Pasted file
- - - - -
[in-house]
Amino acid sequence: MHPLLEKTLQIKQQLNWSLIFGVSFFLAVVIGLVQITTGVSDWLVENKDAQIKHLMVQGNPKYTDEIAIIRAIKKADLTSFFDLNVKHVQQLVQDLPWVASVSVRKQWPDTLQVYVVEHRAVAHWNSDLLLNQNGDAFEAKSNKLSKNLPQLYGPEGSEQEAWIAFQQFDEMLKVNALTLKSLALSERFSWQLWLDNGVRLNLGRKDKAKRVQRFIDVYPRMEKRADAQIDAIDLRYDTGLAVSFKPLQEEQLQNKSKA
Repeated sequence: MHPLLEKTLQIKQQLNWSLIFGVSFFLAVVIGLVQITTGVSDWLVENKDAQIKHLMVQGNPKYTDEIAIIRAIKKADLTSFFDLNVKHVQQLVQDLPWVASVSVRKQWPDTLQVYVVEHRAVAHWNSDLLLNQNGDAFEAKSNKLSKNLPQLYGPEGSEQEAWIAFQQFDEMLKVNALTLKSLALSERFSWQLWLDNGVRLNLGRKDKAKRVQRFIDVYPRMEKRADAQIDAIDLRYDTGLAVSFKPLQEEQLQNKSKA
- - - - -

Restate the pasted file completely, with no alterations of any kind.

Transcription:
[in-house]
Amino acid sequence: MHPLLEKTLQIKQQLNWSLIFGVSFFLAVVIGLVQITTGVSDWLVENKDAQIKHLMVQGNPKYTDEIAIIRAIKKADLTSFFDLNVKHVQQLVQDLPWVASVSVRKQWPDTLQVYVVEHRAVAHWNSDLLLNQNGDAFEAKSNKLSKNLPQLYGPEGSEQEAWIAFQQFDEMLKVNALTLKSLALSERFSWQLWLDNGVRLNLGRKDKAKRVQRFIDVYPRMEKRADAQIDAIDLRYDTGLAVSFKPLQEEQLQNKSKA
Repeated sequence: MHPLLEKTLQIKQQLNWSLIFGVSFFLAVVIGLVQITTGVSDWLVENKDAQIKHLMVQGNPKYTDEIAIIRAIKKADLTSFFDLNVKHVQQLVQDLPWVASVSVRKQWPDTLQVYVVEHRAVAHWNSDLLLNQNGDAFEAKSNKLSKNLPQLYGPEGSEQEAWIAFQQFDEMLKVNALTLKSLALSERFSWQLWLDNGVRLNLGRKDKAKRVQRFIDVYPRMEKRADAQIDAIDLRYDTGLAVSFKPLQEEQLQNKSKA